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18 July 2017

Special Prosecutor Bill laid amidst protest from NDC MPs

The Office of the Special Prosecutor Bill, 2017, has been laid before the Parliament of Ghana.

However, the laying of the document was greeted with protest from the Minority National Democratic Congress (NDC) Members of Parliament (MPs) who alleged some acts of illegality in the process.

NDC MP for Bolgatanga East, Dr. Dominic Akuritinga Ayine, commenting on the document said the Bill had not been gazetted fourteen (14) days prior to its introduction to the legislature, doing so amounts to illegality on the part of the government.

“Mr. Speaker, one key thing of the Standing Orders which require that before a Bill is introduced in this House, it must be gazetted 14 days prior to its introduction into this House. And the Majority Leader has just pointed out that there is some disparity – so we want to see the gazetted evidence so that it conforms to what is being laid here,” he noted.

Order 120 (1) of the Standing Orders of the House which is premised on Article 106 (2) of the Constitution of which Dr. Ayine based his argument on states that “Except as provided in Orders 119 and 112 no Bill shall be introduced unless the text of the Bill, with no variations other than such as, in the opinion of the Parliamentary Draftsman, are of a trivial or drafting character, has been published in the Gazette fourteen days before the date of its introduction in the House.”

Article 106 (2) of the Constitution states that “No bill, other than such a bill as is referred to in paragraph (a) of Article 108 of this Constitution, shall be introduced in Parliament unless –

  • It is accompanied by an explanatory memorandum setting out in detail the policy and principles of the bill, the defects of the existing law, the remedies proposed to deal with those defects and the necessity for its introduction; and
  • It has been published in the Gazette at least fourteen days before the date of its introduction in Parliament.

The former deputy Attorney-General, alarmed by this contravention of the above provisions in the Standing Orders of Parliament and the 1992 Constitution therefore craved the indulgence of the Speaker to direct the Attorney-General to produce the gazette notification to the House for their perusal.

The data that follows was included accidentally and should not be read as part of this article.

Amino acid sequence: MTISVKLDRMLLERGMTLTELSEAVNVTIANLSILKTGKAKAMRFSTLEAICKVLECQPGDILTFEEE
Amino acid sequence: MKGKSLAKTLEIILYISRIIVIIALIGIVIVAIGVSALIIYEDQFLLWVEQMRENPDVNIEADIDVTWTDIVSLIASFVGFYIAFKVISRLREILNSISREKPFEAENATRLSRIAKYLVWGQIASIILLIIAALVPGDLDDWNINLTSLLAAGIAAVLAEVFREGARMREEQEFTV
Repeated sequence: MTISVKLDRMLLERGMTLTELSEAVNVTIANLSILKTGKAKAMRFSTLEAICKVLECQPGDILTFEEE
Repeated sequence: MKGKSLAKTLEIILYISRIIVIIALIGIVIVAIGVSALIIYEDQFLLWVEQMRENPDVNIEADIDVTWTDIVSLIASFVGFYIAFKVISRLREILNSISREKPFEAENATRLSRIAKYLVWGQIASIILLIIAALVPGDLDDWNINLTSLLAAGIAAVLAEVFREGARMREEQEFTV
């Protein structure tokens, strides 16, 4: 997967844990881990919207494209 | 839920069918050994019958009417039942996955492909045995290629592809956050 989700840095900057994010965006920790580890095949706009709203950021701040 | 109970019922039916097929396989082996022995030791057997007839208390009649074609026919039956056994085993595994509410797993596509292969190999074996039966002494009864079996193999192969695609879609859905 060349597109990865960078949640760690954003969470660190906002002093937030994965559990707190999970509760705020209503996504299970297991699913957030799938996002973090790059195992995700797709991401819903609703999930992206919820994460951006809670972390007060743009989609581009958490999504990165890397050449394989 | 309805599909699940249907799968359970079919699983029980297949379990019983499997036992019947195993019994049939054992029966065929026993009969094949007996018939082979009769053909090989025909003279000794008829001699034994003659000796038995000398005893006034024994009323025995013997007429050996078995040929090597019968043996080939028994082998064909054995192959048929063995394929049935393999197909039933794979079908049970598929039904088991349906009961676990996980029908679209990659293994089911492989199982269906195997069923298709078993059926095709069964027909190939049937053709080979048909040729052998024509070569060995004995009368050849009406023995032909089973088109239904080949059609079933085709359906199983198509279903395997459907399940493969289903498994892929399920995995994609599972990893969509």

“Mr. Speaker, compliance to the constitution is very important, particularly when you are introducing important bills such as that of the Office of the Special Prosecutor which has dire implications on Ghanaians. I was expecting that we follow due process of the law and conform to the dictates of the constitution.”

But his argument was strongly challenged by the Majority Leader, Osei Kyei-Mensah-Bonsu.

Quoting Article 106 (13) to buttress his point, Mr. Kyei-Mensah-Bonsu said once the bill is of urgent nature which will be determined by a committee which the Speaker will refer the document to, the argument advanced by the former Attorney-General was therefore flawed and should not be allowed to stand.

“Mr. Speaker, he [Dr. Ayine] is totally out of tangent. What this means is that for the whole of Article 106 when a bill is determined to be of an urgent matter, this provision … Mr. Speaker, you have referred the matter to a committee. Government considers this bill to be an urgent one. The determination therefore behoves on the Committee that you have referred the bill to, to make a determination,” he noted.

Article 106 (13) states that “Where it is determined by a committee of Parliament appointed for the purpose that a particular bill is of an urgent nature, the provisions of the preceding clauses of this article, other than clause (1) and paragraph (a) of clause (2) shall not apply, and accordingly, the President shall give his assent to the bill on its presentation for assent.”

The Zongo Development Fund Bill, 2017 was also laid on the floor.

The two Bills were subsequently read a First Time following which the Speaker, Rt. Hon. Prof. Aaron Michael Oquaye, after listening to arguments from both sides of the House referred them to the joint committees on Legal, Constitutional and Parliamentary Affairs, Local Government and Rural Development and Finance for consideration and report to the House.

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